Is a bad mentor better than no mentor?

Jiwon Jung, Barry Bozeman

    Research output: Contribution to journalArticlepeer-review


    Mentoring is generally touted as beneficial, yet not all mentoring is good, and the literature gives scant attention to the effects of quality of mentoring on career outcomes. Our study aims to close the gap by providing a comparison among three groups – employees with a good mentor, a bad mentor, and no mentor at all. The study finds that for more than 3,000 respondents, those with a mentor, even a bad one, enjoy the benefits of mentorship. However, the idea that having a bad mentor is better than no mentorship is only partly correct – it is contingent on just how bad and bad in what ways. The quality of the mentoring experience influences job satisfaction more while a mere presence of a mentor is important for the salary of the protégés. Furthermore, mentored public sector workers, unlike workers in the private and non-profit sectors, have a lower salary and job satisfaction compared to those who have no mentor. We provide suggestions about what may account for this unexpected and curious finding.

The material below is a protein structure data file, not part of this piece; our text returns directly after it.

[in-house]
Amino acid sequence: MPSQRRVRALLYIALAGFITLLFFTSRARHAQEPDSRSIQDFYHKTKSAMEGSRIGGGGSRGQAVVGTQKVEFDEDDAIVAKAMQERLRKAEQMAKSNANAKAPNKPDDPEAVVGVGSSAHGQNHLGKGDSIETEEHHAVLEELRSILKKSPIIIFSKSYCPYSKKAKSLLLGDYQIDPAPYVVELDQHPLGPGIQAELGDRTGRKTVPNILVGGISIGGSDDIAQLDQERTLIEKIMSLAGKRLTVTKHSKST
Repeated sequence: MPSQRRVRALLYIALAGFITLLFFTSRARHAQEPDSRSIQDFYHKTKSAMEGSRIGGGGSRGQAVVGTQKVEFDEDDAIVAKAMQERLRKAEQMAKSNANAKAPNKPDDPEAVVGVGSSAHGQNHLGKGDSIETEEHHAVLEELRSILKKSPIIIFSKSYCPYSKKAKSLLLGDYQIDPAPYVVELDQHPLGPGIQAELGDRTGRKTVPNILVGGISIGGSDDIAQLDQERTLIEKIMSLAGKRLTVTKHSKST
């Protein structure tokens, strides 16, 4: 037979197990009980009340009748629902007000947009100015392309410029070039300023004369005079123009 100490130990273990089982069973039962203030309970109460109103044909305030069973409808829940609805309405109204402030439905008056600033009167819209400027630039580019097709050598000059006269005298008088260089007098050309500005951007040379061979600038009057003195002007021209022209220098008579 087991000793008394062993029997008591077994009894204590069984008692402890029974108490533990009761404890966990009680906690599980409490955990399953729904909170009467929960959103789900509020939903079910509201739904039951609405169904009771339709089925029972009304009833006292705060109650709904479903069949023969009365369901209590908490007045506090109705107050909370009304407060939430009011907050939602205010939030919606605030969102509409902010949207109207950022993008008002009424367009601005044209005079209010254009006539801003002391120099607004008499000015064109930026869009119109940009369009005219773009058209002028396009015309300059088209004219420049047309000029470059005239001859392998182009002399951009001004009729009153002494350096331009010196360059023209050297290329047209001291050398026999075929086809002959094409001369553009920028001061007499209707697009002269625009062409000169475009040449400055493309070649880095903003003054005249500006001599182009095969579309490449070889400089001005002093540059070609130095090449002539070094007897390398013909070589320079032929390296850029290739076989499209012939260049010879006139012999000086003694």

Original languageEnglish (US)
    Pages (from-to)444-475
    Number of pages32
    JournalInternational Journal of Learning and Change
    Issue number4
    StatePublished - 2020


    • Bad mentoring
    • Mentoring
    • Mentoring experience
    • Mentoring outcomes
    • Quality of mentoring
    • Sector difference
    • Work outcomes

    ASJC Scopus subject areas

    • Education
    • Management of Technology and Innovation


    Dive into the research topics of 'Is a bad mentor better than no mentor?'. Together they form a unique fingerprint.

    Cite this